Post OfficeOperational inefficiencies and financial struggles. Inefficient organisational structure and lack of strategic direction resulted in service delivery failures and financial instability.
Prasa (Passenger Rail Agency of South Africa)Operational failures and financial losses. Prasa’s complex and inefficient organisational structure, coupled with frequent changes in leadership and lack of strategic direction, led to operational inefficiencies and financial mismanagement. The agency struggled to maintain and operate an effective rail service.
SABC (South African Broadcasting Corporation)Financial instability and operational inefficiencies. Poor corporate governance and a lack of effective leadership have led to financial mismanagement and operational challenges at SABC. The broadcaster has struggled to adapt to changing media landscapes, resulting in a loss of viewership and revenue​ (SABC News)​.
South African Airways (SAA)Financial mismanagement and operational inefficiencies. Complex and misaligned organisational structure, coupled with ineffective leadership, resulted in significant financial losses and reliance on government bailouts.
Steinhoff InternationalAccounting scandal and massive financial losses. Steinhoff’s complex and opaque organisational structure facilitated fraudulent accounting practices. The lack of transparency and inadequate internal controls led to a scandal that wiped out billions in shareholder value and severely damaged the company’s reputation​ (SABC News)​.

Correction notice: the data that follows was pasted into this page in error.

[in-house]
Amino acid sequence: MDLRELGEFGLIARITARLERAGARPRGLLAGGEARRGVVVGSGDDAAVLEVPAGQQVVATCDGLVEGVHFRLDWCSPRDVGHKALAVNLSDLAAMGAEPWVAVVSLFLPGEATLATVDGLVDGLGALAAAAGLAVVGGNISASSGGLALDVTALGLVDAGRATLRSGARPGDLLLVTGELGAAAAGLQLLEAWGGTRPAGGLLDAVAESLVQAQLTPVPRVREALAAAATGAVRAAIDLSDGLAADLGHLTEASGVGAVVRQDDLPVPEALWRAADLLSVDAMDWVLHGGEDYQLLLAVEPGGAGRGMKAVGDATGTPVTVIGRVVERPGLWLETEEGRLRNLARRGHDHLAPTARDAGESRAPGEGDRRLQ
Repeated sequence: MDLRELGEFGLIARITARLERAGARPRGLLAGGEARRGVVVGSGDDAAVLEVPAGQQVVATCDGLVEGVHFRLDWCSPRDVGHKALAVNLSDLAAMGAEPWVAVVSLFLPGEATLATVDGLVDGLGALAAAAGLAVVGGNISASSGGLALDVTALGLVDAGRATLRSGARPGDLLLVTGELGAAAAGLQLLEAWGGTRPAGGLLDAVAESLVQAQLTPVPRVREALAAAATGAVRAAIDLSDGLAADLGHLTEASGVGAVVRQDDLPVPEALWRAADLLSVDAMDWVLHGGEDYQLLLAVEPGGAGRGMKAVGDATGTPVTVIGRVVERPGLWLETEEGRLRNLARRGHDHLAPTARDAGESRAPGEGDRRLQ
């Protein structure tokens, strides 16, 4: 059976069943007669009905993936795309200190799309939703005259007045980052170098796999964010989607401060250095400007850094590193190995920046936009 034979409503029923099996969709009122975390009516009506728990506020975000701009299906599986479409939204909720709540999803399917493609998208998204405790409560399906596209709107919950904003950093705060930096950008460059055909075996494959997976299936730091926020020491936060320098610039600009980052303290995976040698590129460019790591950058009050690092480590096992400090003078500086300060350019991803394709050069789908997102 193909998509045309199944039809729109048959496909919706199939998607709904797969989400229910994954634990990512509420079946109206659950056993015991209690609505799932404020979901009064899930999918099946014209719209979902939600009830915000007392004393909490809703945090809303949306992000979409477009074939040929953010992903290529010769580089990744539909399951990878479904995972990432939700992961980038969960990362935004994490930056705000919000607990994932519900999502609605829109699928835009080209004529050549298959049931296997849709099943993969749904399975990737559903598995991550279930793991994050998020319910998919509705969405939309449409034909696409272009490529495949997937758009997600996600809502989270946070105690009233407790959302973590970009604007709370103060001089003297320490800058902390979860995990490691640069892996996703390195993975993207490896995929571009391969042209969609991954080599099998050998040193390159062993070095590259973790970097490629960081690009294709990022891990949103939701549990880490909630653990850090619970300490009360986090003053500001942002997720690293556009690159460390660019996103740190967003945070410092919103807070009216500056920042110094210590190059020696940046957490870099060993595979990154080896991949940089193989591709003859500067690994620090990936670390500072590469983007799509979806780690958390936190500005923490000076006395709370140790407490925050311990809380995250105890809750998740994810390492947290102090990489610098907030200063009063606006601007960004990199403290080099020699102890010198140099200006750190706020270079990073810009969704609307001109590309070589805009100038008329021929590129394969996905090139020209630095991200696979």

Tongaat HulettAccounting irregularities and financial crisis. Tongaat Hulett’s organisational structure allowed for significant accounting irregularities, leading to a major financial crisis. Poor internal controls and governance practices resulted in inflated asset values and misstated financial results​ (SABC News)​.
TransnetOperational inefficiencies and financial losses. Frequent CEO changes and a lack of consistent leadership have plagued Transnet, with nine CEOs since 1994. The lack of a stable and coherent organisational structure has led to a decline in operational performance and financial health, impacting the transportation sector significantly​ (IOL | News that Connects South Africans)​.
VBS Mutual BankFraud and liquidation.Poor governance and internal controls allowed for large-scale fraud and mismanagement. The bank’s collapse was primarily due to a lack of oversight and regulatory compliance, resulting in significant financial losses for depositors and stakeholders.

Call to action.

Do organisational executives need a better grasp of organisational design? 

Join us on Wednesday 26th June when we explore this topic with fellow OD professionals and our customers. Or you can contact us to talk about an in-house program that develops organisation design skills in your executive team.